Well today the Irish situation was "resolved".. an IMF/EU bailout, with the UK and Sweden also kicking in some funds. Champagne bottles are popping with the good news. Equities and commodities are rising; Eurocrats everywhere are giving themselves high fives. Now was'nt that easy ?
Indeed.. except for the people expected to pay for this. The government of Ireland, like Greece, Iceland, Ukraine & Latvia before it, has agreed to give an ever larger portion of their budget to prop up rotten banks.. at the expense of social services and government employee wage slashes. In Latvia & Iceland, this has led to a deflationary depression where their economies shrink by at least 25% and possibly more. Greece is heading in this same direction. Worse, when their economies shrink, these governments will be forced into yet more slashes of services and wages as their revenues don't keep up with projections. It's like taking more and more plasma from a man who's losing weight.
In one respect, Ireland did actually win.. the Eurocrats were hell bent to make Ireland raise it's corporate tax from it's (EU low) rate of 12.5%, thus keeping Ireland competetive and able to attract more businesses to it's shores. This remained intact. Indeed Ireland has a host of new pharmaceutical industries about to ramp up and looks to be a good candidate to keep it's boat afloat. But it was a small victory. In the end Ireland parted with part of their hard won sovereignty and condemned their people to a decade of indentured servitide in order to bail out banks.
At some point, the people of these nations will have enough of this and will either elect or install somebody who will essentially flip off the bankers. Has this ever happened recently ? Why yes it did. Tiny Ecuador elected a Belgian educated economist and leftist Rafael Correa, in late 2006. His announced priorities were to increase social spending at the cost of debt repayments. In 2007, Correa immediately began threatening to default on Ecuador's debt. He declared these debts illegitimate due to them being induced by corrupt regimes, threatened to sue them in international courts and other actions. His intent was to get them to accept restructuring, and it worked.. Ecuadoran debts were substancially reduced. I'm still looking for the exact figures, but my understanding was that debt was reduced to something like 1/10th of face value.This was an important point. In the 1980s, Alan Garcia of Peru simply stopped paying.. and for a while it worked. But after a couple of years, Peru had to come back to the markets hat in hand, long after Garcia was gone.. with those debts intact. Correa's successors will not have debt hanging over them irregardless of whatever else he accomplishes.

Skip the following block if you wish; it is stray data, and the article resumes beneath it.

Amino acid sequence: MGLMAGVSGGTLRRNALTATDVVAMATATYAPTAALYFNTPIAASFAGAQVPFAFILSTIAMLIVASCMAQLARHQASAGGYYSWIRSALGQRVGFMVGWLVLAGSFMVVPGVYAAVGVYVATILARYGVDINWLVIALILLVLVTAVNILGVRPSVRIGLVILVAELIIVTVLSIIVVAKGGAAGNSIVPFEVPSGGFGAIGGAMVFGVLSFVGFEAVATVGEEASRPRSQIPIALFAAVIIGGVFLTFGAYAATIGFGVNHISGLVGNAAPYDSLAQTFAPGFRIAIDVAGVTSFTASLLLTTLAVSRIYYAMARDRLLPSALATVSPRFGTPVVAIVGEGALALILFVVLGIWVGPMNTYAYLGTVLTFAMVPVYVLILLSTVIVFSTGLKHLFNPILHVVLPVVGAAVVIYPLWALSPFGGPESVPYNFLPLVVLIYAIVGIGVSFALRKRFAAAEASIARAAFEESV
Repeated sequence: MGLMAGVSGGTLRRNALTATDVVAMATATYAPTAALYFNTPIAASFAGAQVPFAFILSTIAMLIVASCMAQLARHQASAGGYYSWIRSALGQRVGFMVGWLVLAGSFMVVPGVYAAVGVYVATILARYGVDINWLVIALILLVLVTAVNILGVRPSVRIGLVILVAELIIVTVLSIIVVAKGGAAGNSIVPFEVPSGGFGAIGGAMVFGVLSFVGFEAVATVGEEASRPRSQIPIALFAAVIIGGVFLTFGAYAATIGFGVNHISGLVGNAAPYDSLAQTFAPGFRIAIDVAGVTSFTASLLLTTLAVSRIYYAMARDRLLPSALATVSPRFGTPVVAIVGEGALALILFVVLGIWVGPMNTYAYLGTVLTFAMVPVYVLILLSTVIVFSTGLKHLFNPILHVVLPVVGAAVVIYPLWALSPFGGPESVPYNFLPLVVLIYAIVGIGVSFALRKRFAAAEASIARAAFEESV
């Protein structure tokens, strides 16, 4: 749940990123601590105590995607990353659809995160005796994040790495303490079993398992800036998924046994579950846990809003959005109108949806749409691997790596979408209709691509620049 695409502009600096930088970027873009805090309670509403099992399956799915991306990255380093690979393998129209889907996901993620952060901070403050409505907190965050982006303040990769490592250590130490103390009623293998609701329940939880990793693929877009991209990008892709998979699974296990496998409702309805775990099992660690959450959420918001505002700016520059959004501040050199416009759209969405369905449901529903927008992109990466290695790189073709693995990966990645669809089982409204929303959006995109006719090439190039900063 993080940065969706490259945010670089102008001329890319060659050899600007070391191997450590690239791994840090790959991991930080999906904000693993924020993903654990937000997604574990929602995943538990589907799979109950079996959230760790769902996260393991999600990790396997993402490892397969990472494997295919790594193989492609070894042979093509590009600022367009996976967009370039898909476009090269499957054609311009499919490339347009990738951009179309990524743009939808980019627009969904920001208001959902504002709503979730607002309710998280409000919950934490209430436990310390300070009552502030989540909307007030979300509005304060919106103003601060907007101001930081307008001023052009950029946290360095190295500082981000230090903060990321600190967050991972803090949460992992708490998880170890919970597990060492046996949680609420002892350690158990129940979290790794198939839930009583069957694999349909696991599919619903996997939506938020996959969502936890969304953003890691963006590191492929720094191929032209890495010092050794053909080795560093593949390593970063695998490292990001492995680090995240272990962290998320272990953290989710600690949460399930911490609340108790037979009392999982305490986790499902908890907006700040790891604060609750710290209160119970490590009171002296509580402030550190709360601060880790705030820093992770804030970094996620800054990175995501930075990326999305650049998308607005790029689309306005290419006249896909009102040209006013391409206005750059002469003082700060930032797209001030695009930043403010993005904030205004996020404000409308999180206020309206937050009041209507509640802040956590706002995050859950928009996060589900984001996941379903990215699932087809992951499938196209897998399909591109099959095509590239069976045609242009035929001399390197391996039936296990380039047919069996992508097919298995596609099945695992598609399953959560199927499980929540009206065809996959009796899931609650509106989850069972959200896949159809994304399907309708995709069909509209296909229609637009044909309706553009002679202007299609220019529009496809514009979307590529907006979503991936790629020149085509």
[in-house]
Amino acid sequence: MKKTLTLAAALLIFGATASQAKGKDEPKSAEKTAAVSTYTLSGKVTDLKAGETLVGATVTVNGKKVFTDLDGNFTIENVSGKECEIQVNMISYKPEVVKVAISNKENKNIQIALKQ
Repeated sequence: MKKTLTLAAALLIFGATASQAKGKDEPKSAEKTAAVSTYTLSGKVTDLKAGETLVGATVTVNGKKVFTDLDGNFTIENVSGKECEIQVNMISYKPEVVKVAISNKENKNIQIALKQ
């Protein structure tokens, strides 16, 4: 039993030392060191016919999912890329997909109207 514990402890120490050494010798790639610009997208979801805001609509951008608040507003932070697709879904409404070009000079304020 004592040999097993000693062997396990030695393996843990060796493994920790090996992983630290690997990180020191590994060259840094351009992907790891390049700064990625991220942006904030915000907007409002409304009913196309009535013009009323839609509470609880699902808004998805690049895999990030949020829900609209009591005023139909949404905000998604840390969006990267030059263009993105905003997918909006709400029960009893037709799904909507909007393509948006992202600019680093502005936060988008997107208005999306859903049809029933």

At the end of the day, what Correa did has to happen elsewhere, be it by forcing them as Correa did, or by simply halting payments as did Peru. I'm aghast at what I've just written.. I sound like a revolutionary.. and in America I would be considered a "righty". But sadly mathematics don't lie.. these nations are entirely unable to pay. It's only a matter of when and how for a long list of nations, mainly in Europe.